Synthwave Sunday

Synthwave Sunday: Meteor, Manhattan 2019



For more info on Synthwave Sunday and why we’re doing this, click here. Today’s Synthwave Sunday post is brought to you by special guest columnist Emperor Rhombus!

My whole high school career was a nonstop metal fest, but during college I had a bad patch of listening to tons of electronica. And I’m not talking Godflesh, I’m talking dance music. I’m talking Infected Mushroom and DJ Kaycee. There was a lot of Molly involved. I wore big pants and glo-sticks. At one point, I felt there was a unifying energy that tied together all forms of life, a power that might be known as “love.” It was a fucking nightmare.

Thankfully, I soon after went to Wacken, got my head straightened out, and reaffirmed my metal roots. Since then, I’ve done my best to avoid electronic music and its fans; it’s not that they’re bad people, just that I went so far down the rabbit hole the first time that I don’t want to even mess with the stuff again. So when synthwave first began rearing its head, and when Vince began writing these Synthwave Sunday posts, I politely turned away. No thanks, not for me.

But I can’t help it. My adoration of ’80s horror movies is just too great. I love the stuff.

This week we received a submission from Meteor, a synthwave act from Medellin, Colombia, and it rocks my futuristic cyber-world. The EP, Manhattan 2019, is a driving mix of huge synth cascades, cutting guitar leads, and overall atmosphere perfectly suited to a post-apocalyptic, technology-choked future New York where newspapers announcing walking corpses flap through the streets and female revolutionaries in headbands and puffy vests have firefights with agents of the new world order.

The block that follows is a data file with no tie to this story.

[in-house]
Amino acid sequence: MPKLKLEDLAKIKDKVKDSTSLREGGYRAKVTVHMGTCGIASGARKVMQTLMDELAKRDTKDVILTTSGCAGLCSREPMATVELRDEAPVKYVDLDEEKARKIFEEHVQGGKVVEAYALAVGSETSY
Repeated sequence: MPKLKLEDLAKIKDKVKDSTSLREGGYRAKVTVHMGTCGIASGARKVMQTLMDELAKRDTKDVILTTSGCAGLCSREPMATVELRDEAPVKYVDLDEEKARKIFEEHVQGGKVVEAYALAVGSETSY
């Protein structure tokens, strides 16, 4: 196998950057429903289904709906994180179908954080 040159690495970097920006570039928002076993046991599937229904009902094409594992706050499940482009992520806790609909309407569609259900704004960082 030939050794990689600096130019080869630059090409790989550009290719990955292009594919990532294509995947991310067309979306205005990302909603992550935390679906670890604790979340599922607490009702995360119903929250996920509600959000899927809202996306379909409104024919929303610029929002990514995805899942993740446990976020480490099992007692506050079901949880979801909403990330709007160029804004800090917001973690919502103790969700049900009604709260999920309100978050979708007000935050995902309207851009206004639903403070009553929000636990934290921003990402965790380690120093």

Is there some of that old electronica I so fear in Meteor? Absolutely. “Black Holes” is a total Euro drug party anthem in a lot of ways, and I can totally see a room full of sweaty twenty-year-olds jumping around to this stuff. But there’s just enough of that John Carpenter edge and that Return of the Living Dead theme creep to Meteor that it transcends that sort of modern hippie mentality of which I’ve grown so distasteful. There’s a drama and a power to this that electronica can’t totally grasp, but which it would do well to learn from.

Here’s “Night Riders” from Meteor’s Manhattan 2019. Go to the project’s Bandcamp to get the full EP.

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